Key Recommendations

The Federal Government of Nigeria must publically acknowledge and immediately put an end to crimes under international law by the Nigerian military. It must initiate prompt, independent, impartial, and effective investigations into allegations of such crimes by both parties to the conflict. The aim of these investigations must be to bring suspects to justice in fair trials that are not subject to the death penalty. These investigations are not only required by international law, but would constitute important first steps toward providing the conflict’s victims with a form of reparations, as well as helping to deter such crimes in the future.

It must implement safeguards against unlawful arrest; unlawful, incommunicado and arbitrary detention; torture and ill-treatment; enforced disappearance; extrajudicial executions and other unlawful killings.

The Government should also make public the findings of all previous inquiries into the conflict and launch an inquiry into the failure to adequately respond to allegations of human rights violations by the former government. It should fully domesticate international human rights law and cooperate with regional and international human rights bodies.

The Government must provide an effective remedy to victims of human rights violations and their families, including compensation, rehabilitation and reparations, as well as humanitarian relief to all affected communities.

Nigeria’s National Assembly has a vital role in domesticating international human rights law and overseeing the conduct of the executive branch of government in its military operations in the northeast of Nigeria. It should also ensure that appropriate inquiries are established to account for past failures to investigate and address human rights violations.

The National Human Rights Commission should exercise its authority to investigate all allegations of crimes under international law and continue to visit all detention centres.

Organs of the African Union (AU), in particular the Assembly of Heads of State and Government, the Commission Chairperson, and the African Commission on Human and Peoples’ Rights (ACHPR), should publically express concern about repeated allegations of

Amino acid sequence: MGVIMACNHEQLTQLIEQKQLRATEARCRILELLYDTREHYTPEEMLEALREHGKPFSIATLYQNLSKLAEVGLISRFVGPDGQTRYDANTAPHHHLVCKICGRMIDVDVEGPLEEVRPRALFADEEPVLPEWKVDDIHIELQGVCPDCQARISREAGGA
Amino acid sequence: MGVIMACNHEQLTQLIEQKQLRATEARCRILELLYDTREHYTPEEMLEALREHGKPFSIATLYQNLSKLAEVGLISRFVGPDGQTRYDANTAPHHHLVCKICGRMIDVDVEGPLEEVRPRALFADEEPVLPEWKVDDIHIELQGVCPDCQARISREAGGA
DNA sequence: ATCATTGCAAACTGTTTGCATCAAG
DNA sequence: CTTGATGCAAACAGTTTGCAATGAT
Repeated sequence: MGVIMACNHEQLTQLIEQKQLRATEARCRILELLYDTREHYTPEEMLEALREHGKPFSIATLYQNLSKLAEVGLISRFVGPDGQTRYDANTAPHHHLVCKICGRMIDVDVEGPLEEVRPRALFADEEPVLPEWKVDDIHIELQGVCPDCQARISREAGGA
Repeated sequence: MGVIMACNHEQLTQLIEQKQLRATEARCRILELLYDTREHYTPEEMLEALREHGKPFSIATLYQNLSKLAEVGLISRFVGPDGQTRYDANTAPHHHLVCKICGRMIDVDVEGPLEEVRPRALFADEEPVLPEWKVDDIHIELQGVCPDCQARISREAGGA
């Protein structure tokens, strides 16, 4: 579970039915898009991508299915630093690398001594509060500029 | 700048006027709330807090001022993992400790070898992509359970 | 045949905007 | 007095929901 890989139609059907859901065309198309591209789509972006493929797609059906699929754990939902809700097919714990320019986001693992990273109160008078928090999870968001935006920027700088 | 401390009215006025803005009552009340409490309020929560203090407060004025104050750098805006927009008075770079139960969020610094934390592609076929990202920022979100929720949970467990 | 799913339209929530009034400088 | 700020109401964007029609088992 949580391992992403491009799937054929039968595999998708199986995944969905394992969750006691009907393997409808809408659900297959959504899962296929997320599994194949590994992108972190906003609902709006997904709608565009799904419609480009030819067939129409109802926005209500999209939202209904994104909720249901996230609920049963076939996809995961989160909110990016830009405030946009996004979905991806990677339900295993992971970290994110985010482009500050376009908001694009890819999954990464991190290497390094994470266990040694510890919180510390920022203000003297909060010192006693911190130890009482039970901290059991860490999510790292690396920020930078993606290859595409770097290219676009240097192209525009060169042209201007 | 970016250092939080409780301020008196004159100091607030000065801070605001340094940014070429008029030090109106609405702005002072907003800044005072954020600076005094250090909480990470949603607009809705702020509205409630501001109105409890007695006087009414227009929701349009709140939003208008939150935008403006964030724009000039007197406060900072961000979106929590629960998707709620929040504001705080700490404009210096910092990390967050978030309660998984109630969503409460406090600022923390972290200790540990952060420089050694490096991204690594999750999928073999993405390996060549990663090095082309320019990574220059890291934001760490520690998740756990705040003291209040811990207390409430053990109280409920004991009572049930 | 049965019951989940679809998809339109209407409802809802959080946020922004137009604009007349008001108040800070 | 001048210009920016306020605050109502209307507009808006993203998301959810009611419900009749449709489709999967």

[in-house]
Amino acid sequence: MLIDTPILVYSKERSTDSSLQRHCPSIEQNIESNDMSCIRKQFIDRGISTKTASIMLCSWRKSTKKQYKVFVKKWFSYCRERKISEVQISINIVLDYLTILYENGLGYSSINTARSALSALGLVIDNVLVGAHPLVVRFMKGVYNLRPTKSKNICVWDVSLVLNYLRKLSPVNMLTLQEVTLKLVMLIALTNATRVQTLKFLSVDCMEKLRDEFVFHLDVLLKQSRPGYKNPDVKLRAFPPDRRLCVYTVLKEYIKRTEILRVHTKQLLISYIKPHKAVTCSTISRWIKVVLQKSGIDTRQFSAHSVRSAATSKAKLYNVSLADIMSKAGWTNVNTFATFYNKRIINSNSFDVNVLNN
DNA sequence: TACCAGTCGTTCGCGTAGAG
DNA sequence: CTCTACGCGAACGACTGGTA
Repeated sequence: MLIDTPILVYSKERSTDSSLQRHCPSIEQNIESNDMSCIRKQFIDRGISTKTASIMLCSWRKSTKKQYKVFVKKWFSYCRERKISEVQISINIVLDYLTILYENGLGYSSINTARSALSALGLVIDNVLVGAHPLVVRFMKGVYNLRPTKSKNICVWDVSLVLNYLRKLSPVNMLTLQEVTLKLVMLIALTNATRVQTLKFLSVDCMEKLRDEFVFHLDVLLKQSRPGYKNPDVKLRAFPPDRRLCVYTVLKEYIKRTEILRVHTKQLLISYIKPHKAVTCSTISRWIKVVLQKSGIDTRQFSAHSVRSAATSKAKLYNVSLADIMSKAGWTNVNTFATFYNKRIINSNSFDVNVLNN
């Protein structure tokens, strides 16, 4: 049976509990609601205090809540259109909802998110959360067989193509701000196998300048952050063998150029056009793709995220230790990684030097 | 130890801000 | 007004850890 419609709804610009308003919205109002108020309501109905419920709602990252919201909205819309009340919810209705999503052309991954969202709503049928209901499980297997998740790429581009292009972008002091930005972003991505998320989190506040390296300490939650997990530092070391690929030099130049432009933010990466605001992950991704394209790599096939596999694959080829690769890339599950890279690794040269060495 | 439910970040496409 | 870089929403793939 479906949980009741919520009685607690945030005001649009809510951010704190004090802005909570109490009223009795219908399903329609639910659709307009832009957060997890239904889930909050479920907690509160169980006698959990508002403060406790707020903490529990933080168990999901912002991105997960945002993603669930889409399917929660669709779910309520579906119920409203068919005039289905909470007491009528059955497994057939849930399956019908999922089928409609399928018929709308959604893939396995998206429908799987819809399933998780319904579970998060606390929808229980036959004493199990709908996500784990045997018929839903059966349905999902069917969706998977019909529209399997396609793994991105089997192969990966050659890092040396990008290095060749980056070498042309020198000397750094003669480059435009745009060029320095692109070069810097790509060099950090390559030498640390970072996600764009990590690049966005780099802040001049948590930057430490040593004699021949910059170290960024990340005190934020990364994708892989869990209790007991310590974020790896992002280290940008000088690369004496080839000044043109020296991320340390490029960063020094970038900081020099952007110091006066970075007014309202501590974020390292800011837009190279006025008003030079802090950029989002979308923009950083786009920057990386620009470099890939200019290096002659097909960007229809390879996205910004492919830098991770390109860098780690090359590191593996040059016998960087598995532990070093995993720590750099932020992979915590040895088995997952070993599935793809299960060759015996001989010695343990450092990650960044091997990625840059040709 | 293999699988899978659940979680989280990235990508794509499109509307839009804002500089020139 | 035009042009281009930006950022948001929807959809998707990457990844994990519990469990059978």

crimes under international law by the Nigerian military and should call upon the Government of Nigeria to investigate these allegations.

In addition, the AU Assembly should request the AU Peace and Security Council (PSC) to urgently assess and report on the conflict situation in north-eastern Nigeria, including making recommendations on urgent measures needed to investigate all allegations and to strengthen safeguards against recurrence of such violations by Nigerian military at its next ordinary summit in early 2016.

The United Nations Human Rights Council should adopt a resolution calling on Nigeria to investigate allegations of crimes under international law committed by both parties to the conflict and request a report from Nigeria on steps taken to investigate such allegations to date.

The Office of the High Commissioner for Human rights should express concern about repeated allegations of crimes under international law by the Nigerian military and offer support to any investigations of these allegations by Nigeria.

Nigeria’s international partners should ensure that any military assistance to Nigeria is human rights compliant, particularly that they do not provide assistance to units accused of crimes under international law and other serious violations of human rights. They should further vet all Nigerian military personnel recommended for training.

Nigeria’s international partners should call on Nigeria to implement safeguards against human rights violations by the military and to investigate allegations of crimes under international law by both parties to the conflict.

The Office of the Prosecutor of the International Criminal Court should consider the evidence contained in this report as part of its preliminary examination of the situation in Nigeria; particularly to identify what steps Nigeria is taking to bring those responsible for war crimes documented in the report to justice and to reconsider its finding that there is insufficient evidence to conclude that members of the Nigerian military have committed crimes against humanity.

1 Minimum estimate based on Amnesty International research, interviews with military sources, officials at state and federal government levels, victims and relatives of victims as well as human rights defenders in north-east Nigeria between 2009 and 2015.